They are located in St. Louis Park, Minnesota.  They serve the entire state, but primarily focus on the seven county metro area.  This year Tree Trust celebrates 35 years of bringing people together to create positive, lasting changes in their lives and in their communities.  They believe that amazing things happen when people connect with one another and the natural world.

Tree Trust does not just plant trees.  Their projects have included staircases and retaining walls to control erosion, removing buckthorn to give native plants a chance to thrive, creating trails and boardwalks make parks more accessible and enjoyable, building LEED-certified houses that conserve energy and natural resources, and planting thousands of new trees each year, and removing dead and diseased trees to preserve and protect community forests.

Since 1976 Tree Trust has provided job training and employment for 32,000 young people and 10,000 adults; completed hundreds of park maintenance, landscaping and construction projects; planted 72,000 trees and shrubs in schools, parks and community areas; and increased awareness and educated 115,000 students, teachers and community members about the importance of trees and green spaces to the health and vitality of a community.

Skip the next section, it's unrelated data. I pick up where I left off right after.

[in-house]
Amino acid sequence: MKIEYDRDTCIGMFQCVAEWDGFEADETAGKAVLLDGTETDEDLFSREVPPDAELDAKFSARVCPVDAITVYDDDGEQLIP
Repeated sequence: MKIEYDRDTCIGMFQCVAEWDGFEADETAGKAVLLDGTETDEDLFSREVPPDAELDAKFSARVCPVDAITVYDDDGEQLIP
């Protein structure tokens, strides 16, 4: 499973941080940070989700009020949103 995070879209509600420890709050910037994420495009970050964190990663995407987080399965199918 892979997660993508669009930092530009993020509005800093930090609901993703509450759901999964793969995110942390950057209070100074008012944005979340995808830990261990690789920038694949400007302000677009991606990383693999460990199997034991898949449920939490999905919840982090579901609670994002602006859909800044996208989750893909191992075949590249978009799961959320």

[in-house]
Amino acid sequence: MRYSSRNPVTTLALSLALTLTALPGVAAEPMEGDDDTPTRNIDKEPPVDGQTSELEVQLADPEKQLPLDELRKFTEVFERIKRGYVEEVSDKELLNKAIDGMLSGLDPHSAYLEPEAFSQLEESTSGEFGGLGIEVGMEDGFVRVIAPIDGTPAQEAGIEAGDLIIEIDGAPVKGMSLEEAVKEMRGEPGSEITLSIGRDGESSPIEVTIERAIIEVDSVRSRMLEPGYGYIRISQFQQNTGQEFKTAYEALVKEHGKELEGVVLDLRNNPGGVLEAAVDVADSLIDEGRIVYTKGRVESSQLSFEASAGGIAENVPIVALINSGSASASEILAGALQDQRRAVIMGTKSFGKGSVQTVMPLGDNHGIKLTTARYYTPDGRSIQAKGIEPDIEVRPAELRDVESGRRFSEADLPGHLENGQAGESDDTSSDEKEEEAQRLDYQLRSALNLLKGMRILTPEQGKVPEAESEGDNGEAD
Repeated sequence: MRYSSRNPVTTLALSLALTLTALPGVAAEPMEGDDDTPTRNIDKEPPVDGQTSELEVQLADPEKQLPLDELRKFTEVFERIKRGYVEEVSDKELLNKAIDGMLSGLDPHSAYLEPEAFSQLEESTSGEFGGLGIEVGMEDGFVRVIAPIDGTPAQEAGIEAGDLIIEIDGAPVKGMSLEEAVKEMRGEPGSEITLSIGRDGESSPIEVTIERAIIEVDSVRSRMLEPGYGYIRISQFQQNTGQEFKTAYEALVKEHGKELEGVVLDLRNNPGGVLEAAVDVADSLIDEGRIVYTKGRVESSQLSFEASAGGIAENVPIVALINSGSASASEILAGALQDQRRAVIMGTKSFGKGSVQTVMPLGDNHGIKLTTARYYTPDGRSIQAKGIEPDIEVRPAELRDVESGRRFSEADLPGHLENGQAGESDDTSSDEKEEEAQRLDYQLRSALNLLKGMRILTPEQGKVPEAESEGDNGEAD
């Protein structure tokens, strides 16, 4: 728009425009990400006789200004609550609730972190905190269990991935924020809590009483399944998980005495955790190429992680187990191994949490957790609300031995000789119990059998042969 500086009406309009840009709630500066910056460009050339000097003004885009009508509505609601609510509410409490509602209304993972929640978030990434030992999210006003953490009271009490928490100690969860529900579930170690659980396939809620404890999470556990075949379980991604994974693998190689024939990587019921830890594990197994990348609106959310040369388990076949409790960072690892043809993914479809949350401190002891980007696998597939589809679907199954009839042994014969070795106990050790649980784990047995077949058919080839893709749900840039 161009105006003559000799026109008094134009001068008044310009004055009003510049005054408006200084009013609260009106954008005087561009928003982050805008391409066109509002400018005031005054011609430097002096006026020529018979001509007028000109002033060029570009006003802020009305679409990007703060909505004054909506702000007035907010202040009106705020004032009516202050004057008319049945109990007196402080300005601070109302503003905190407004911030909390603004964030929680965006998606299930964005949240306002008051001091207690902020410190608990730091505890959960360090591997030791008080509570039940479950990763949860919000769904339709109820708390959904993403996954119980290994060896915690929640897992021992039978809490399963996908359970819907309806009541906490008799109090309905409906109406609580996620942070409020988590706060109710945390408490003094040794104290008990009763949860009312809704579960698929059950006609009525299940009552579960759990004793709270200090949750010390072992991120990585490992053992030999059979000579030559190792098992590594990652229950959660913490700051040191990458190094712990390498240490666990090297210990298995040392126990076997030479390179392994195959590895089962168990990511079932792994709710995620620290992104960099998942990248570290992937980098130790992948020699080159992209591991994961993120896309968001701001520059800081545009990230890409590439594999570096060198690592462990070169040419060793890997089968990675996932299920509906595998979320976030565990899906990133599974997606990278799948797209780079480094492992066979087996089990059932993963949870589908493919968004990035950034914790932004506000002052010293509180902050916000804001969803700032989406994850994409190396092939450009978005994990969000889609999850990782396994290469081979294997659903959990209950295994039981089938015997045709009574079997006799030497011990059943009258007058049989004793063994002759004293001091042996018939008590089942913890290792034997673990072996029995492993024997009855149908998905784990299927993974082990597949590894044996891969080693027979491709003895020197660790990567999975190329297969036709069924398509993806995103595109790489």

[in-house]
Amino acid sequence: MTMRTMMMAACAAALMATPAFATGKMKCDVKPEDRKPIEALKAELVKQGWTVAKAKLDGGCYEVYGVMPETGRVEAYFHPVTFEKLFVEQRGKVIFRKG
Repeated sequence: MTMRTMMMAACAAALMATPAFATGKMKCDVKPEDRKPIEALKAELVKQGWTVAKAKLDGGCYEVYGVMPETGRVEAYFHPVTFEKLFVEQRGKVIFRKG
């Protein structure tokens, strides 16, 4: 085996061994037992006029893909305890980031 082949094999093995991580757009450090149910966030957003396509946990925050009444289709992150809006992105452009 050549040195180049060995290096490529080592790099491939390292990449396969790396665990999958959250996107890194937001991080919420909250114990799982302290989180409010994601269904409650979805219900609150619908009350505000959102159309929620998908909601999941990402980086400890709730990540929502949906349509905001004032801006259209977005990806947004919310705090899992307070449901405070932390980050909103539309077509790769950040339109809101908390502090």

Volunteers play important roles at Tree Trust.  Here are some of the ways they utilize volunteers:

  • Hundreds of people volunteer every spring and fall to plant trees with Tree Trust.  They provide hands-on training at each event, so no experience is necessary. Individuals, friends, families and groups are invited to volunteer. Children and dogs are also welcome, as long as they’re supervised.
  • Volunteers hand out hundreds of trees to residents who participate in municipal tree distributions.  These events are great for families, friends and other small groups, however, you must be able to do some heavy lifting.
  • Volunteers come help preserve Tree Trust’s past by helping to preserve photos taken over their 35 year history.  The archive volunteer position is great for individuals who have a good understanding of computers.
  • Volunteers can help by folding letters and stuffing, sealing and stamping envelopes.
  • Tree Care Advisors, Master Gardeners or volunteers with a strong interest in trees, can help teach and train the volunteers at their planting events.  Volunteers also teach students at “Learning with Trees” school plantings.
  • Tree Trust is also open to other volunteer opportunities based on your own interest.  Please contact Tracie Huhn to discuss your interests.

In addition, as with other organizations, monetary donations are also welcome.  Donations are accepted via their website or via